Stephen Sondheim celebrates the energy of teachers

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Mo Rocca meets a Broadway low-pitched fable who helps respect classroom legends:

“Oscar Hammerstein was a teacher of mine; we was 11, 12 years old. He arrange of stabilized me by teaching me what we wanted to learn about essay songs,” pronounced Stephen Sondheim.

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Composer Stephen Sondheim. The Broadway low-pitched fable helps respect classroom legends: teachers whose motivation, toughness and support have changed the lives of their students.

Yes, the biggest vital author of Broadway musicals was taught by the mythological Oscar Hammerstein, of Rodgers Hammerstein.

Just before he died, Hammerstein stamped a sketch to Sondheim: “And he sealed it, ‘For Stevie, my crony and teacher.'”

Sondheim wrote the lyrics to “West Side Story” when he was just 25, and after on, to “Gypsy” — and the words and music to shows that have pushed the bounds of low-pitched museum for decades.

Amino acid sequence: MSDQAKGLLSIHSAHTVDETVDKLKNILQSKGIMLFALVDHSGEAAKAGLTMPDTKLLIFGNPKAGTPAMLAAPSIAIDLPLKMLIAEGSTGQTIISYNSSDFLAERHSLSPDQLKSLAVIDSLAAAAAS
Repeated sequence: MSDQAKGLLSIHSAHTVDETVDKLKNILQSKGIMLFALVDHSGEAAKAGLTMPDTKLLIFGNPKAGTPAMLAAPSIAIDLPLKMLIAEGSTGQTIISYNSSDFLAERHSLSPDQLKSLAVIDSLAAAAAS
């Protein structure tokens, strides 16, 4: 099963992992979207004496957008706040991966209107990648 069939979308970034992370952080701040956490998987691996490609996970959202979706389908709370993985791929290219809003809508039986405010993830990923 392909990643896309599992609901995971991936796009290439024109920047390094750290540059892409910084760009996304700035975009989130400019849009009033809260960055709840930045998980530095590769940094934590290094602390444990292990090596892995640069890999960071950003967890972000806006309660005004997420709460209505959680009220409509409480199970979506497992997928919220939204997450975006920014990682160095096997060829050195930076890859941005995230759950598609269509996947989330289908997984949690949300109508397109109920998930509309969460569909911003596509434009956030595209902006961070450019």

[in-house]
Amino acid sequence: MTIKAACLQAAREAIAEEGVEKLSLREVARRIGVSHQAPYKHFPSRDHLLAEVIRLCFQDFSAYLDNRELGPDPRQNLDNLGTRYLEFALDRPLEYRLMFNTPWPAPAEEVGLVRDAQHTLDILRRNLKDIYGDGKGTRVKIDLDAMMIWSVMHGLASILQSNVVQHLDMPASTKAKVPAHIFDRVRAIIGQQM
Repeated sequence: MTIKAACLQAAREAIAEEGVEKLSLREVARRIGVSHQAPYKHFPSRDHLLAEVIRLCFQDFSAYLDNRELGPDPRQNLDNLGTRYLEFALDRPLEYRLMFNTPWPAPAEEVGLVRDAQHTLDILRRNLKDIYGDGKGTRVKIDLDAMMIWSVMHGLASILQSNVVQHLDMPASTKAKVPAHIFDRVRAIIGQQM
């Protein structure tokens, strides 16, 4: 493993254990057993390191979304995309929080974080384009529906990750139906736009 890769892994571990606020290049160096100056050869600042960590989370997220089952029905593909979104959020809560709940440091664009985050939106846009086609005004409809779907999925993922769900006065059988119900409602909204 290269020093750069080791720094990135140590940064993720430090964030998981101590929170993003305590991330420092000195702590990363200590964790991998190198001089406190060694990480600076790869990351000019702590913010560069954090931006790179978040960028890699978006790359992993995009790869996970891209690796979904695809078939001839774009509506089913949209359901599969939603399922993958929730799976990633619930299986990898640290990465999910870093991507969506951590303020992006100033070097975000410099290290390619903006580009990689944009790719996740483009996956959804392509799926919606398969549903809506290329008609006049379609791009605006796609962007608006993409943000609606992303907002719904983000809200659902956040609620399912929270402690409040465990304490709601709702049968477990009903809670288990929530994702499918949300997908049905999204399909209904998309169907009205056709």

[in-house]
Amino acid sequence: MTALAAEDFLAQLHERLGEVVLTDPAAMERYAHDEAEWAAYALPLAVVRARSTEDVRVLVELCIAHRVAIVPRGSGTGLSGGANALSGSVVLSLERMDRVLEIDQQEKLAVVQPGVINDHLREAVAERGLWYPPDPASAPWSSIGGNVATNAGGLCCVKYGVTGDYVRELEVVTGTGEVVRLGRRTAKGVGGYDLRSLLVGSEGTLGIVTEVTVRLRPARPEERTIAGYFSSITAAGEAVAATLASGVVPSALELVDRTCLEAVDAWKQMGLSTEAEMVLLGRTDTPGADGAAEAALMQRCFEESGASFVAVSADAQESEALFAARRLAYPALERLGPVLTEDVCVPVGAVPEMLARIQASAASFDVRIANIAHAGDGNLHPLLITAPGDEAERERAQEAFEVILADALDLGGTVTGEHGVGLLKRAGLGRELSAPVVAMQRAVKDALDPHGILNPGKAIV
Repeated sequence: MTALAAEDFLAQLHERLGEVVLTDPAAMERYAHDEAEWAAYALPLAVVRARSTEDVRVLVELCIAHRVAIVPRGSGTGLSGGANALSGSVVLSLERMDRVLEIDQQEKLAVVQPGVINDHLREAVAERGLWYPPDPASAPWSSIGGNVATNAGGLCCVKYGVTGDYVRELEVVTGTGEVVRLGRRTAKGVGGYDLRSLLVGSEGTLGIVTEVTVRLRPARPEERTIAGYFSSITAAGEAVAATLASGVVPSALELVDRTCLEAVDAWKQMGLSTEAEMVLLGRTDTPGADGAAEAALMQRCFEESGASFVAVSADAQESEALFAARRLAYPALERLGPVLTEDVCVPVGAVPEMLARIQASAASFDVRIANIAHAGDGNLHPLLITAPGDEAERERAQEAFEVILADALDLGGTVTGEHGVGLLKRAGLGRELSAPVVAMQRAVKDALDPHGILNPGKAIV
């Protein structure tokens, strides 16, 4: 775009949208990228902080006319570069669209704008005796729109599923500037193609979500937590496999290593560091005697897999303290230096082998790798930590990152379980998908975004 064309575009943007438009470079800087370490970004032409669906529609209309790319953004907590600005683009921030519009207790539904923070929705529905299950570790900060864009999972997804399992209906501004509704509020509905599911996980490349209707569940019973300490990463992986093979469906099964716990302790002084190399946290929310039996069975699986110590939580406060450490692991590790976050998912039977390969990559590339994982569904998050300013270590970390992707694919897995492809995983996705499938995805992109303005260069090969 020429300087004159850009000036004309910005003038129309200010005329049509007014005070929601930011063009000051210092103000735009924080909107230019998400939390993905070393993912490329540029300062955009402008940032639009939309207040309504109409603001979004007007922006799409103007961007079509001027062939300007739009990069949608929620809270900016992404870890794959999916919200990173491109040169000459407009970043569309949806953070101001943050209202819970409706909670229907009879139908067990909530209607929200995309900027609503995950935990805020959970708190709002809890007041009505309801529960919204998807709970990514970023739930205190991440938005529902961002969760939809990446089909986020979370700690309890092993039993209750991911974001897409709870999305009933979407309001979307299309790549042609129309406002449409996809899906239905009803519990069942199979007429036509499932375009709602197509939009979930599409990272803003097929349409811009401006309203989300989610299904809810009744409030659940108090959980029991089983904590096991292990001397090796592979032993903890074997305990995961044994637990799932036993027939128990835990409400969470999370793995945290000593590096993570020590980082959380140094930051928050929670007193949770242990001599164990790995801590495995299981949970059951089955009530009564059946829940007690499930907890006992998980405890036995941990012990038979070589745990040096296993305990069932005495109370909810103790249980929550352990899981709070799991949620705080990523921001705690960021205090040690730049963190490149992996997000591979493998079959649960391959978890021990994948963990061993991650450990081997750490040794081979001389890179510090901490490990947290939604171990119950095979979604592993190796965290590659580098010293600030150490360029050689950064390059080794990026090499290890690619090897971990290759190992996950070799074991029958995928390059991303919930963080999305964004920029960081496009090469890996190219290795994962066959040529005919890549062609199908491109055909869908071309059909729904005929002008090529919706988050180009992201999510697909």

But on this visit, Rocca didn’t plead musicals; they talked teachers.

“Teachers are so underpaid; since else are they teaching? They have to adore it,” pronounced Sondheim.

Careful the things you say
Children will listen
Careful the things you do
Children will see and learn
Children may not obey, but
Children will listen
Children will demeanour to you for which way to turn
To learn what to be

The man who wrote “Children Will Listen” for “Into The Woods” says teaching is a dedicated profession.

“Everybody takes teachers for postulated since everybody goes to school,” he said. “And we consider not adequate suspicion is given to how much teachers do, and how tough they work. A teacher can make you feel some-more wanted than your parents, if your relatives are indifferent kinds of parents.”